Great Debate", or the not so great debate depending on your interest in Australian politics, was won just by Julia Gillard. Tony Abbott put up a much better showing than many thought possible. Nevertheless, the most illuminating moments associated with this debate was that there were no illuminating moments. The reality is that neither Gillard or Abbott offered up anything substantial from what we already know about them.
The debate was the same, but the worms were different. Channel 9 was running a worm that suggests Gillard comprehensively trounced Abbott by some 63% to 37%. The Channel 7 worm had it much closer at 53% to 47%. Personally, I think the Channel 7 worm had it pretty much right. Interestingly, both worms were true to expected form and fell along gender lines. Most women going for the female Prime Minister and most men going for the male leader of the Opposition.
Neither leader was able to deliver a significant blow. In fact, both came across as overly cautious and unwilling to make any big statements about themselves, their beliefs, or what real changes the Australian people will enjoy under either a Labor or Liberal (Coalition) government. Maybe the lack of a third party option in the debate, like the Greens, might inspire people to seek out that option prior to the election. The Greens under Bob Brown have seemingly become an increasingly attractive option for those disillusioned with the main parties.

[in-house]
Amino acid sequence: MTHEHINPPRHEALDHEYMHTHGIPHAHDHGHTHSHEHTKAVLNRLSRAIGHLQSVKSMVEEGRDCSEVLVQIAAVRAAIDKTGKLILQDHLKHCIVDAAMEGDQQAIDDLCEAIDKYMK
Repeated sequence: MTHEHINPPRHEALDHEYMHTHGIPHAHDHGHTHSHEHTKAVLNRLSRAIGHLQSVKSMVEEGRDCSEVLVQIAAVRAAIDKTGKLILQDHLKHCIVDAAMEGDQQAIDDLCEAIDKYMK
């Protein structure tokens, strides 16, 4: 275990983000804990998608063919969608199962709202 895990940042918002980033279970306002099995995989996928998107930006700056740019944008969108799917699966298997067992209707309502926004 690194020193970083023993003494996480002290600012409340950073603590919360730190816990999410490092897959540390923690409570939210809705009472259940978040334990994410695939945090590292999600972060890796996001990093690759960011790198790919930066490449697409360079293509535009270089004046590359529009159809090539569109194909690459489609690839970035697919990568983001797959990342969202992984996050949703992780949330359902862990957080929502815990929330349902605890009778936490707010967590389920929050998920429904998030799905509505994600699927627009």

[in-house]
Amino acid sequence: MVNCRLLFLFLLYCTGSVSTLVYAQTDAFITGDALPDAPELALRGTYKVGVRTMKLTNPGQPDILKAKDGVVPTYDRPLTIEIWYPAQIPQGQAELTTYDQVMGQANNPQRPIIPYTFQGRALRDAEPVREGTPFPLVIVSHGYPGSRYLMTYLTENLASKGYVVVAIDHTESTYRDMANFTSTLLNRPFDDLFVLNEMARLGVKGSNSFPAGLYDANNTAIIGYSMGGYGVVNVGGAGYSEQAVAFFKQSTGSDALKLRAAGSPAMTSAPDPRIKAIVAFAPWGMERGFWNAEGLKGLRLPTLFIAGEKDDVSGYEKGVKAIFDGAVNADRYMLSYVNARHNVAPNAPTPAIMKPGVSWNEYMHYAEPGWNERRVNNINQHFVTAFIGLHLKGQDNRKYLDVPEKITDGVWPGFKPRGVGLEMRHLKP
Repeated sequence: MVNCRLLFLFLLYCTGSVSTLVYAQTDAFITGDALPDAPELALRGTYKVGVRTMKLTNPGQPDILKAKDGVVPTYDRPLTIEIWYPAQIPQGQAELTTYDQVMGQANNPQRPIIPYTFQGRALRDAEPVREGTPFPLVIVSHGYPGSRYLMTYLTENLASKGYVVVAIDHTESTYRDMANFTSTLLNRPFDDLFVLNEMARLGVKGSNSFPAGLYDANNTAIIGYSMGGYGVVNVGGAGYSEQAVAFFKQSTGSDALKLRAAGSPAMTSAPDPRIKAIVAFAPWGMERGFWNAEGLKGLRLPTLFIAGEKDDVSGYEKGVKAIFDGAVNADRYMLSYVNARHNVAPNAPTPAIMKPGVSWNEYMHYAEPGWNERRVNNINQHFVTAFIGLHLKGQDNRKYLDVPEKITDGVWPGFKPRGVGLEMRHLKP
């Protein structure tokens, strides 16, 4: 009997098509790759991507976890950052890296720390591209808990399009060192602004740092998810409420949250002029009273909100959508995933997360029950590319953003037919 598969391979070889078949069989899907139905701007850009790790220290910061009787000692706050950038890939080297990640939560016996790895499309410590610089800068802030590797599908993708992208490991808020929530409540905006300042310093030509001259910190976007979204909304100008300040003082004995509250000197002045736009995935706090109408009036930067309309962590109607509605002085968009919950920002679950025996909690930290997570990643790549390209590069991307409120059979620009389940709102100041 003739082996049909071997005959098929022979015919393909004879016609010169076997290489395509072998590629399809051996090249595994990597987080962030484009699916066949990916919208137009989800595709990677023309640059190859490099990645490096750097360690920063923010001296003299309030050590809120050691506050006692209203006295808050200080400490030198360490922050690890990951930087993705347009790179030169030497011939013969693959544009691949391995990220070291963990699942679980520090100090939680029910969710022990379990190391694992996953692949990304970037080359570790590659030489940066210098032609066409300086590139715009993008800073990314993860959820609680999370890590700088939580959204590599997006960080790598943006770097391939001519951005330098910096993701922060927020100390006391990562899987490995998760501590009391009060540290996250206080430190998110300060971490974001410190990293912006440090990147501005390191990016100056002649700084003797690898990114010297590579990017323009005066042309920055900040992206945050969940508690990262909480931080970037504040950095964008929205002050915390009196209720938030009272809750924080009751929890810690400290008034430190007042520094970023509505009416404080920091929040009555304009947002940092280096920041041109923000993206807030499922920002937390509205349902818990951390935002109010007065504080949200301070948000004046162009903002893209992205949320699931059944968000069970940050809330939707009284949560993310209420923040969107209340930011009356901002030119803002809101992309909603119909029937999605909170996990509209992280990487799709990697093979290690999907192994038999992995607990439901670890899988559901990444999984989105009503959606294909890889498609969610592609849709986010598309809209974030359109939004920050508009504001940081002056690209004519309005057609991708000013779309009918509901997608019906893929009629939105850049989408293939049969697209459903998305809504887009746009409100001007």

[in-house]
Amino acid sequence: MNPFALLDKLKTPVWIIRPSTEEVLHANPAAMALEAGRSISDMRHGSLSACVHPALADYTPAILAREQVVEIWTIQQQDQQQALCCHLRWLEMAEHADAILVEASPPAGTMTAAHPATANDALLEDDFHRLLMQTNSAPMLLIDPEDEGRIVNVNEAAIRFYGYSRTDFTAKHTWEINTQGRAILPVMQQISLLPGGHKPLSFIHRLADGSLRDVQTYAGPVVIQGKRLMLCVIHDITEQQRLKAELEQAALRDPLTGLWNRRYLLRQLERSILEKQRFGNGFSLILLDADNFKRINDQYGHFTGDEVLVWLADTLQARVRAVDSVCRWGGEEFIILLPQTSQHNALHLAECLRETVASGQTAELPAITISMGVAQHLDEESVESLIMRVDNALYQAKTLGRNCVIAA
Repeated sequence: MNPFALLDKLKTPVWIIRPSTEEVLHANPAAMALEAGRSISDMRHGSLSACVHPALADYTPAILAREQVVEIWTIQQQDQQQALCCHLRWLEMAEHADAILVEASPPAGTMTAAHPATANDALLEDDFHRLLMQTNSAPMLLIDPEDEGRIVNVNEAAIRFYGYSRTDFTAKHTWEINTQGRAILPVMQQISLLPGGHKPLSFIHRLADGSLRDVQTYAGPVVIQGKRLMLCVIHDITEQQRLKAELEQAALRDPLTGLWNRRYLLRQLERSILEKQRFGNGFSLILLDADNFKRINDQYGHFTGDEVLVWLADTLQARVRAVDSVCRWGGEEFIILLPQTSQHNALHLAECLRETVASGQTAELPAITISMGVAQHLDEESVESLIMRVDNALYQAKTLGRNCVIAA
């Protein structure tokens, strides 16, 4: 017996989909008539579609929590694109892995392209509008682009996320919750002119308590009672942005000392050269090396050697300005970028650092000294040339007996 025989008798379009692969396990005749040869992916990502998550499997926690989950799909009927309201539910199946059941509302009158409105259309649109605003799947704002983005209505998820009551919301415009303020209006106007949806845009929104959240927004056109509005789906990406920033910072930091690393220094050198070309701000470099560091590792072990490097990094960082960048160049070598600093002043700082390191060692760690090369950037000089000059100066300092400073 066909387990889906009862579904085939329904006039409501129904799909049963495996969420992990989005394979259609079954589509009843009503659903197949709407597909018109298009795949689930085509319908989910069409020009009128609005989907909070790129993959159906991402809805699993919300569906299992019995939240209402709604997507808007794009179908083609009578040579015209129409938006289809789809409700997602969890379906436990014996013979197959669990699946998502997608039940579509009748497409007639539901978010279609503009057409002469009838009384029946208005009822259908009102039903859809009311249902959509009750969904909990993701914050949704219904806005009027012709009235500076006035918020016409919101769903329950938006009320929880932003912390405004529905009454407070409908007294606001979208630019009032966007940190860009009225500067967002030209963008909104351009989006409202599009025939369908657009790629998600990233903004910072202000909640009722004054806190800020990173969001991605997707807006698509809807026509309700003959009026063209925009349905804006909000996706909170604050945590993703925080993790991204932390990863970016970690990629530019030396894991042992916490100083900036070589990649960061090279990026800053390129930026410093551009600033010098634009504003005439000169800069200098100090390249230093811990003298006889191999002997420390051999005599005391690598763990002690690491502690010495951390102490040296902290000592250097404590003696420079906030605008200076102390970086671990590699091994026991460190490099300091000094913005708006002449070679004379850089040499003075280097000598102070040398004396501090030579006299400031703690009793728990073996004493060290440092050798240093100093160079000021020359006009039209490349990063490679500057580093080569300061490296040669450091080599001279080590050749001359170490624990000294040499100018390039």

Yet, one of the most significant things for Labor to consider is the response to Gillard's failure to be specific on the ouster of the former PM, Kevin Rudd. The worms tracked instantaneously lower suggesting that people have an issue with the way that the leadership was spilled. Maybe the pencil pushers over at Labor Headquarters will need to put some spin on this and get it out into the electorate. The leadership spill might be better confronted head on and called as it was. Sometimes the truth will set you free.
The thing that stuck me about the debate, and to which I alluded earlier, is that there is not a whole lot of difference in the policies of either party or leader. This is probably more of a problem for the Liberal Coalition than it is for the incumbent Labor Government. The reason is a simple one, why change governments if there is not going to be any real change in either policy or direction? If it is going to be the same old, same old then perhaps it is better the devil you know than the devil you don't.
It is too bad that this seems to have been a one-off debate. Another debate or two might have been worth a look-see.